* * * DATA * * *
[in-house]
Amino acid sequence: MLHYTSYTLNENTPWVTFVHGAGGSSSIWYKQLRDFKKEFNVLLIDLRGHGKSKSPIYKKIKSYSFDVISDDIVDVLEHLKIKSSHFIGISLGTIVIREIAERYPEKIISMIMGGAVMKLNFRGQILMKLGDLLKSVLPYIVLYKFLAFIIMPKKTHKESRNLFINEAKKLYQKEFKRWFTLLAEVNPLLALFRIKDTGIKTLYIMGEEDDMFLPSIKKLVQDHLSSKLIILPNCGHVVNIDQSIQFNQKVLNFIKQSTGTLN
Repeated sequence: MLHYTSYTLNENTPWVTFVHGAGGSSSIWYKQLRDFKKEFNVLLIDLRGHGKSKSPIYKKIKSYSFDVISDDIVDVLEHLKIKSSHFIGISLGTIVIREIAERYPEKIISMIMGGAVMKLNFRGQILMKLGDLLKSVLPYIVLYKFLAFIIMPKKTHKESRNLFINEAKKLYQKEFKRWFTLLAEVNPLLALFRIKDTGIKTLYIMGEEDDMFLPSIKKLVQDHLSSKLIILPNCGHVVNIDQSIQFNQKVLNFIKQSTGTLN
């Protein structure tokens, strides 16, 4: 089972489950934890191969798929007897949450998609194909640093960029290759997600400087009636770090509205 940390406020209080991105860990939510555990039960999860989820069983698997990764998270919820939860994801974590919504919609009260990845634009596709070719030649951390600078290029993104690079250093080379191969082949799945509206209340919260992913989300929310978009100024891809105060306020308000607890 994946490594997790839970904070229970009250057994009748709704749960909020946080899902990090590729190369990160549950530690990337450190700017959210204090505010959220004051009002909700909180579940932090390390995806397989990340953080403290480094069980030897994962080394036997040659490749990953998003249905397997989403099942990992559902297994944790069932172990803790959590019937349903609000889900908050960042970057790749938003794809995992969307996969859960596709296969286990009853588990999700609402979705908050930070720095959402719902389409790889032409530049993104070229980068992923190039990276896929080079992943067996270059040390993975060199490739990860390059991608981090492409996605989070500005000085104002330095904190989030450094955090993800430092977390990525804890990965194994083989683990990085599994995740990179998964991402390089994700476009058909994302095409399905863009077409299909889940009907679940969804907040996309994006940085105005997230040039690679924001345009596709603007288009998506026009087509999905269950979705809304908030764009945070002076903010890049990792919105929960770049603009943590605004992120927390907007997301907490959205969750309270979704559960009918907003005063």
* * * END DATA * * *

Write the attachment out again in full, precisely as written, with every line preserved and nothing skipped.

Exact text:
[in-house]
Amino acid sequence: MLHYTSYTLNENTPWVTFVHGAGGSSSIWYKQLRDFKKEFNVLLIDLRGHGKSKSPIYKKIKSYSFDVISDDIVDVLEHLKIKSSHFIGISLGTIVIREIAERYPEKIISMIMGGAVMKLNFRGQILMKLGDLLKSVLPYIVLYKFLAFIIMPKKTHKESRNLFINEAKKLYQKEFKRWFTLLAEVNPLLALFRIKDTGIKTLYIMGEEDDMFLPSIKKLVQDHLSSKLIILPNCGHVVNIDQSIQFNQKVLNFIKQSTGTLN
Repeated sequence: MLHYTSYTLNENTPWVTFVHGAGGSSSIWYKQLRDFKKEFNVLLIDLRGHGKSKSPIYKKIKSYSFDVISDDIVDVLEHLKIKSSHFIGISLGTIVIREIAERYPEKIISMIMGGAVMKLNFRGQILMKLGDLLKSVLPYIVLYKFLAFIIMPKKTHKESRNLFINEAKKLYQKEFKRWFTLLAEVNPLLALFRIKDTGIKTLYIMGEEDDMFLPSIKKLVQDHLSSKLIILPNCGHVVNIDQSIQFNQKVLNFIKQSTGTLN
């Protein structure tokens, strides 16, 4: 089972489950934890191969798929007897949450998609194909640093960029290759997600400087009636770090509205 940390406020209080991105860990939510555990039960999860989820069983698997990764998270919820939860994801974590919504919609009260990845634009596709070719030649951390600078290029993104690079250093080379191969082949799945509206209340919260992913989300929310978009100024891809105060306020308000607890 994946490594997790839970904070229970009250057994009748709704749960909020946080899902990090590729190369990160549950530690990337450190700017959210204090505010959220004051009002909700909180579940932090390390995806397989990340953080403290480094069980030897994962080394036997040659490749990953998003249905397997989403099942990992559902297994944790069932172990803790959590019937349903609000889900908050960042970057790749938003794809995992969307996969859960596709296969286990009853588990999700609402979705908050930070720095959402719902389409790889032409530049993104070229980068992923190039990276896929080079992943067996270059040390993975060199490739990860390059991608981090492409996605989070500005000085104002330095904190989030450094955090993800430092977390990525804890990965194994083989683990990085599994995740990179998964991402390089994700476009058909994302095409399905863009077409299909889940009907679940969804907040996309994006940085105005997230040039690679924001345009596709603007288009998506026009087509999905269950979705809304908030764009945070002076903010890049990792919105929960770049603009943590605004992120927390907007997301907490959205969750309270979704559960009918907003005063």